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Trade Negotiations Update

The prospect of a negotiation is looking promising.  Both sides have released a summary of the joint scoping study agreed a few months ago.  This is a good sign that we can look forward to a more transparent approach to this and other future negotiations. 

There are two hurdles in the way of formally launching negotiations.  One is the German election, the other is the New Zealand election.  Both events are delaying finalisation of negotiating mandates.  If all goes well and the New Zealand Government post-election still wants to negotiate a FTA with the EU we anticipate a visit to New Zealand by Cecilia Malmstrom, the EU Commissioner for Trade, in November (she is due to visit Canberra at the same time).  The announcement of the commencement of negotiations can be expected during this trip.

A low-level dialogue continues but the UK is not legally allowed to begin negotiations with New Zealand or anyone else until it has left the EU Customs Union. The weaker position for the UK Government post-election and open talk by some senior Tory politicians about a “soft Brexit” must put a big question mark about this FTA possibility.  “Soft Brexit” for some means remaining part of the Customs Union.  This would mean that the UK cannot negotiate its own free trade agreements.

The counterfactual is the announcement that the UK has appointed former New Zealand Deputy Secretary Trade and WTO Ambassador Crawford Falconer as its Chief Trade Negotiations Advisor on a five-year contract.  His job description would suggest that the current UK Prime Minister is envisaging a Brexit at the harder end of the spectrum.  A “softer Brexit” would still give Crawford some work as the UK would probably still need to develop a WTO persona separate to the EU, but it would not be able to enter FTAs independent of the EU.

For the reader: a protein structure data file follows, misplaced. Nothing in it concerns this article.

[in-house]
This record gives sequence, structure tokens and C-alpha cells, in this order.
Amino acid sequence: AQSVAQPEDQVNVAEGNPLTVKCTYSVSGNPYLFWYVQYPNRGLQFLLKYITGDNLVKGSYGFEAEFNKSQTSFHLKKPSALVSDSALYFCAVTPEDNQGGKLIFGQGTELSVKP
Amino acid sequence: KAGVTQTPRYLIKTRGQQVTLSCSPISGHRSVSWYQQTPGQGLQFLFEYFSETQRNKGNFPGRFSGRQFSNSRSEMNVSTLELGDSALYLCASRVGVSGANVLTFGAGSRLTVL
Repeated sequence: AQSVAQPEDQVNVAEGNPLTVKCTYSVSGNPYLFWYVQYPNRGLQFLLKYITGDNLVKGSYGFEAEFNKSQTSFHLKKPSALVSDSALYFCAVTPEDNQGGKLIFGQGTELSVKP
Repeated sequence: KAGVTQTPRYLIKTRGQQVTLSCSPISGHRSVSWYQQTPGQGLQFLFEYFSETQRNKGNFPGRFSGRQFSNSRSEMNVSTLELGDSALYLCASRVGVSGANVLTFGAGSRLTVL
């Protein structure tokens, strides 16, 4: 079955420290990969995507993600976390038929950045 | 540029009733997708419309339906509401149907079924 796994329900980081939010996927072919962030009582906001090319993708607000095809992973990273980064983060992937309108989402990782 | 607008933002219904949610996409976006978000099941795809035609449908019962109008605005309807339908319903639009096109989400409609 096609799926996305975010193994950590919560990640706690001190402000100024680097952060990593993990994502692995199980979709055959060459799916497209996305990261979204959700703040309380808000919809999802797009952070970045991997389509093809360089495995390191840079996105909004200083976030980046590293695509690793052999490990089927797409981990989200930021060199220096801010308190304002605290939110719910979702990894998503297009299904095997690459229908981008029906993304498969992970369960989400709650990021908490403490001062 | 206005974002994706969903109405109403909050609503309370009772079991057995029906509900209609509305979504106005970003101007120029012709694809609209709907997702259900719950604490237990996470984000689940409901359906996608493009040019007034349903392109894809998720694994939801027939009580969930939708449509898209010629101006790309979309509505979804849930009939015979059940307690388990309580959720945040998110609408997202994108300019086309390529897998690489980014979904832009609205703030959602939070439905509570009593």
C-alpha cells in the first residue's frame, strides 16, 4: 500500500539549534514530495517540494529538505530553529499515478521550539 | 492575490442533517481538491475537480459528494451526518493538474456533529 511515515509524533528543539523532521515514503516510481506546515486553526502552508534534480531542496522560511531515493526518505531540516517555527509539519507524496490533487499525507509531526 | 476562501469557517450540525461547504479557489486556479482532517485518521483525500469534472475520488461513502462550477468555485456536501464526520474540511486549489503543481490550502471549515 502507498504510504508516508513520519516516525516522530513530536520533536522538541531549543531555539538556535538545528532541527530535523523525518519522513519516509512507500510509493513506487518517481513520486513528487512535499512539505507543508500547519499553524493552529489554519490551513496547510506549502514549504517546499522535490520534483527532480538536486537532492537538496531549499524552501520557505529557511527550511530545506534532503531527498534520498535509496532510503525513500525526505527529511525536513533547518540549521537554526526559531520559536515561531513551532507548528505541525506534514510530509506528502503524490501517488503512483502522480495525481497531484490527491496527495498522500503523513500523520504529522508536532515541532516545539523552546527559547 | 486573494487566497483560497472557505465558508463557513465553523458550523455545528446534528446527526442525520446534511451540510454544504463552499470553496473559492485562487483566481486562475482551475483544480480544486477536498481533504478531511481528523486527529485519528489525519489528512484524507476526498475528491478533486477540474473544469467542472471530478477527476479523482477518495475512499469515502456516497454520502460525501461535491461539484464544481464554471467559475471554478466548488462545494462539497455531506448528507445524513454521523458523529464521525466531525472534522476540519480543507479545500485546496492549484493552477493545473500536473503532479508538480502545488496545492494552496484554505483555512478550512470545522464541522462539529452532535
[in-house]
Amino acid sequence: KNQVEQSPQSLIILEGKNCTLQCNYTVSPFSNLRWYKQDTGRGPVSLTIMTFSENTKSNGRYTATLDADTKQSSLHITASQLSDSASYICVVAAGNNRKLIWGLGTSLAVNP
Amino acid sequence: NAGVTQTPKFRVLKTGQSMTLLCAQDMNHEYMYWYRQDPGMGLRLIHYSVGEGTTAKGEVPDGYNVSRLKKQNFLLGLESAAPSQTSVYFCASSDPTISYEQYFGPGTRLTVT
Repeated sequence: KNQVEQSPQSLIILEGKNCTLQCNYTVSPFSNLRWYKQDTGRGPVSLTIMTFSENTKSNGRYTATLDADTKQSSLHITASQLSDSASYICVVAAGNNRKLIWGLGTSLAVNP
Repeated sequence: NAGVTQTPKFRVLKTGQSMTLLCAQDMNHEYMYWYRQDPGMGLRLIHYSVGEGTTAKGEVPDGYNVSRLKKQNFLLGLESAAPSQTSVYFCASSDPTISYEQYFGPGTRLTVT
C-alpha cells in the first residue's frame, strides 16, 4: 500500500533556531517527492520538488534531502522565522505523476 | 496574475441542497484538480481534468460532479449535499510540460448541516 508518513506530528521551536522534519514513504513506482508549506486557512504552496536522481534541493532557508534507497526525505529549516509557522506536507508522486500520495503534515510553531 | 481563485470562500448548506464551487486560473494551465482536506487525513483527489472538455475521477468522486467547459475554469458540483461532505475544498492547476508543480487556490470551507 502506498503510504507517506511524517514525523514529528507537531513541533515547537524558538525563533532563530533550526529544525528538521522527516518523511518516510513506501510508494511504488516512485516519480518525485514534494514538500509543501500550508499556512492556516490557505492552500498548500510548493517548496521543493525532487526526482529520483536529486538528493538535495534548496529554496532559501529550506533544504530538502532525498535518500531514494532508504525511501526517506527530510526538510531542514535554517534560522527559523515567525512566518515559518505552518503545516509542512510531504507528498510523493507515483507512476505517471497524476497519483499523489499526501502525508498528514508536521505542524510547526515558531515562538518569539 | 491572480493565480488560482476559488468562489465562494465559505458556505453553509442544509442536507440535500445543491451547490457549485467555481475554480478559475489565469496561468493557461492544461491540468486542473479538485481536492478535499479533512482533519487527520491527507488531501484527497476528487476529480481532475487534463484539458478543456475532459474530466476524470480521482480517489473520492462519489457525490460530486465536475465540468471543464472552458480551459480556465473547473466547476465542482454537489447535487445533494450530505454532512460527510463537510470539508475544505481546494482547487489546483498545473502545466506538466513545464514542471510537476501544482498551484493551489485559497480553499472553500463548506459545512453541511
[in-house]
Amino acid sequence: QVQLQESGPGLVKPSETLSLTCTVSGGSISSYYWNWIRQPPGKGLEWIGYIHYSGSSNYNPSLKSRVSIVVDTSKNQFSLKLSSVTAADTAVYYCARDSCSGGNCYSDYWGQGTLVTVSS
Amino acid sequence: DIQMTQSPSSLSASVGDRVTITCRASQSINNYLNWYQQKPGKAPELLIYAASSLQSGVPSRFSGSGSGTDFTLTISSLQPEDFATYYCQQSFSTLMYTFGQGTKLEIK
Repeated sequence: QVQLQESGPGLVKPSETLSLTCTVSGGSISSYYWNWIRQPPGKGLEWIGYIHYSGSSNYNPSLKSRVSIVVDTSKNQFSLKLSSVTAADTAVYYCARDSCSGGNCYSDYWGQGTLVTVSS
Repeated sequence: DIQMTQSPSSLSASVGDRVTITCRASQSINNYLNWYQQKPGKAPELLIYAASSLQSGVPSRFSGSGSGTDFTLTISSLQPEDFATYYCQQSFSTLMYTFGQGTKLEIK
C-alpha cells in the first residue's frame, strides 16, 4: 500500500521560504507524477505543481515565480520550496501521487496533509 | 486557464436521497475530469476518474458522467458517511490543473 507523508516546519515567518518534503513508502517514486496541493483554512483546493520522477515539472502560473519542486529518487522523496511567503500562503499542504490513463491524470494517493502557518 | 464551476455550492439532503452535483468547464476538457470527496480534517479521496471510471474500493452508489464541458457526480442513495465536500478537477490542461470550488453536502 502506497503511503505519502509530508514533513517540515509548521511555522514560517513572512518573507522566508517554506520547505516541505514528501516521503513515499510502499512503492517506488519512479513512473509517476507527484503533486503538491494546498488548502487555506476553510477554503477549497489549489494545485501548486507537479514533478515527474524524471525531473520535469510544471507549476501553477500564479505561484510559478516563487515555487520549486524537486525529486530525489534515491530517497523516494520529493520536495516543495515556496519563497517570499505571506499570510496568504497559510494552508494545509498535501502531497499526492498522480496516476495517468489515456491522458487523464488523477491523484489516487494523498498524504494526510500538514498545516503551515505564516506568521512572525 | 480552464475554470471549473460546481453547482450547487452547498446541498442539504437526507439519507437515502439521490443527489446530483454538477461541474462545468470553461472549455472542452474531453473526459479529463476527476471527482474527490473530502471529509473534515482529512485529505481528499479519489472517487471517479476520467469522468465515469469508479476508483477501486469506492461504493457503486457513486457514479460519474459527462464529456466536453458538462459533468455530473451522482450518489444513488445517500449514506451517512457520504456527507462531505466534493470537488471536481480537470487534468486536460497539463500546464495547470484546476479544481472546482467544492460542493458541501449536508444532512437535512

TPP 11
The idea of implementing TPP without the United States remains alive and will be the subject of dialogue between senior officials in July.

The importance of achieving agreement on TPP 11 has increased with news that the EU and Japan are close to finalizing a FTA.  The EU achieving better access to Japan than New Zealand would be concerning in several agricultural and services areas (a read of leaked text for the negotiation would suggest that there is still considerable work needed to finalise this negotiation).

Pacific Alliance (Mexico, Colombia, Peru, Chile)
Foreign Minister Brownlee and Trade Minister Todd McClay attended the Pacific Alliance Summit in Colombia last week.  It was agreed that New Zealand (along with some others including Australia) would begin negotiations on a FTA link with the Alliance (Mexico, Colombia, Peru and Chile). This is good news and represents a good outcome from a process started three or four years ago by former Trade Minister Tim Groser.

The current breakdown in relations between Qatar and the rest of the GCC membership has very negative implications for the unblocking of the GCC-New Zealand FTA.

RCEP (India, ASEAN, China, Korea, Japan, Australia and New Zealand) 
There is zero chance of agreement to anything close to an acceptable standard by the end of the year.  Negotiations are continuing but progress is slow.

Pacer Plus
Agreement has been reached but three of the larger Pacific markets (PNG, Vanuatu and Fiji) have decided to stay outside the agreement at this point in time.

The New Zealand Russia FTA remains in the freezer.  There is no point thawing it out until Russia improves its behavior in Ukraine, EU attitudes change, or President Putin is overthrown.

China FTA Upgrade
This process is gaining momentum but it is unclear whether progress is going to be possible.  China seems to be asking for concessions on people movement and investment.  Neither are possible given the state of New Zealand domestic politics, and China seems disinterested in New Zealand’s desire to see a change to the dairy safeguards regime – fortunately this expires in a few years regardless of this negotiation.



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